IMHO, sometimes what some folks call impostor syndrome isn’t, actually. Take mine, for example.
Some days I am unshakably certain that those in my field with more financial success/traditional publication credits privately think my writing is irredeemably dull & crude and that I am an unprofessional hack.
Besides that, they only refrain from outright mockery & dismissal because they
- a) like me as a person & don’t want to hurt my feelings
- b) are polite to everyone in social settings
- c) have past trauma from criticism nearly crushing their dreams
- d) are leery of snubbing anyone because public opinion lightning can strike any hack & a create award-winning/ bestseller…who might carry a grudge.
But is that impostor syndrome? IMHO, no.
My writing is perfectly damned fine, thank you very much. Are my books perfect? <cue peals of laughter?> Oh, hell, no. I have plenty or room for improvement, both within individual stories, and in storycrafting generally.
But I don’t feel like a fraud, or fear being found out & exposed as a poser. I don’t feel like an imposter.
Not about my writing, anyhow. Not once I got that tenth or twentieth positive review from a total stranger. And once I leaped the qualification threshold into the Science Fiction & Fantasy Writers Association, the impostor doubts were vanquished. I’m a SFWA member and that’s something no one can dispute.
Unless they want to, that is. Therein lies the rub.
IMHO self doubt is sneakier than anything else.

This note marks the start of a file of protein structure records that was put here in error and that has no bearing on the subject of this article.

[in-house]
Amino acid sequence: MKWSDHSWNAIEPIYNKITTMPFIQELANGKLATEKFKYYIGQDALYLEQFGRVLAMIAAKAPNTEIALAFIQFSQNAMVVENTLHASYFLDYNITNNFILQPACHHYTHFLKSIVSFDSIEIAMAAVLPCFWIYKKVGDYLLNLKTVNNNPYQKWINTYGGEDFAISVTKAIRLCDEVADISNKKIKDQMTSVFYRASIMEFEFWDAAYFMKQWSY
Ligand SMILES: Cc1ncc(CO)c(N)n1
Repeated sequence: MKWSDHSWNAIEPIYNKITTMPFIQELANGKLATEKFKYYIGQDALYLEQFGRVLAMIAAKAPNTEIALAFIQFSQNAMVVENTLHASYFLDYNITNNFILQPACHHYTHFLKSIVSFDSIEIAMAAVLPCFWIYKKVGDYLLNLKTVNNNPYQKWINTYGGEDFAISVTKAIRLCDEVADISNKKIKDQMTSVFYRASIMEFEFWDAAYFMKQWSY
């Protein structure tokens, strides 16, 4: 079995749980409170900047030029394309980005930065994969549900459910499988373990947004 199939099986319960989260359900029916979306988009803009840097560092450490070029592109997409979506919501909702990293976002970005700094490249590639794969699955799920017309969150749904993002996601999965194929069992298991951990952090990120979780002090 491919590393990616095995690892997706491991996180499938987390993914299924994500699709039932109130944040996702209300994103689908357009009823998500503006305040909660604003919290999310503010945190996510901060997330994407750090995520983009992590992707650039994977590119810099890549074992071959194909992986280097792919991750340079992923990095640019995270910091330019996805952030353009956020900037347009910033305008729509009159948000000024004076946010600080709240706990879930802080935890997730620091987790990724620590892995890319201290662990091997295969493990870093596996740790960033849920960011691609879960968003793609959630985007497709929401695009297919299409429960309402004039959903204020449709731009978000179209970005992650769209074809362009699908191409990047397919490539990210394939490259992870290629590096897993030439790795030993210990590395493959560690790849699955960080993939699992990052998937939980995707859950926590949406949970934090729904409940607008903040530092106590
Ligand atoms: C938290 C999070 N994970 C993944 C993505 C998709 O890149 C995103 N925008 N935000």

There needs to be a different phrase for persistently sensing that I am tolerated rather than welcomed. I don’t feel like a fraud. I feel like a turkey tiptoing through a flock of unwelcoming geese.
Part of it is my own fault. I disagree w/many of the SFF publishing industry’s accepted norms & traditions (Looming large among them is the 8 long years it took SFWA to loosen its clutches on the “publish two short stories in a mag on our approved list, or get a book deal with one of only 4 publishing houses in the US, or GTFO” membership model…
…but I digress. This post is not intended as a laundry list of all my curmudgeonly publishing views, thoughtfully gather over 18 years in boo publishi & now 10 as an indi auth. (If at least 10 people comment asking for those, I promise they’ll get their own post.)
No, today’s post is a grumble about the reality that my opinions on the <waves vaguely> indie author life leave me vulnerable to a lot of bad, old-fashioned self-doubt.
I am contrarian, not unskilled or ignorant, but that stance still sets me up for exhausting match with doubt weasels every time I am in a professional setting with peers–ESPECIALLY meetups with traditionally published peers.
This “Other writers (writers I respect, people I want to learn from & associate with) privately think I’m talentless and should GTFO” brain weasel family also randomly gets out of its cage at various intervals between such meetups, any time I contemplate attending such meetups, and hey, sometimes when the moon is full or the wind is from the north-northwest. Like, oh, today.
Note: this is not a plea for reassurance.
When I get into this mode, I get really, REALLY good at twisting attempts at affirmation into proof of their opposite. IMHO means I’m doing me, not asking for help.
The only strategy that works for me is writing my way through it. Like this, & also in my stories. But mostly like this, by posting my opinion in my spaces.
Here’s more of my writing, in case you’re interested: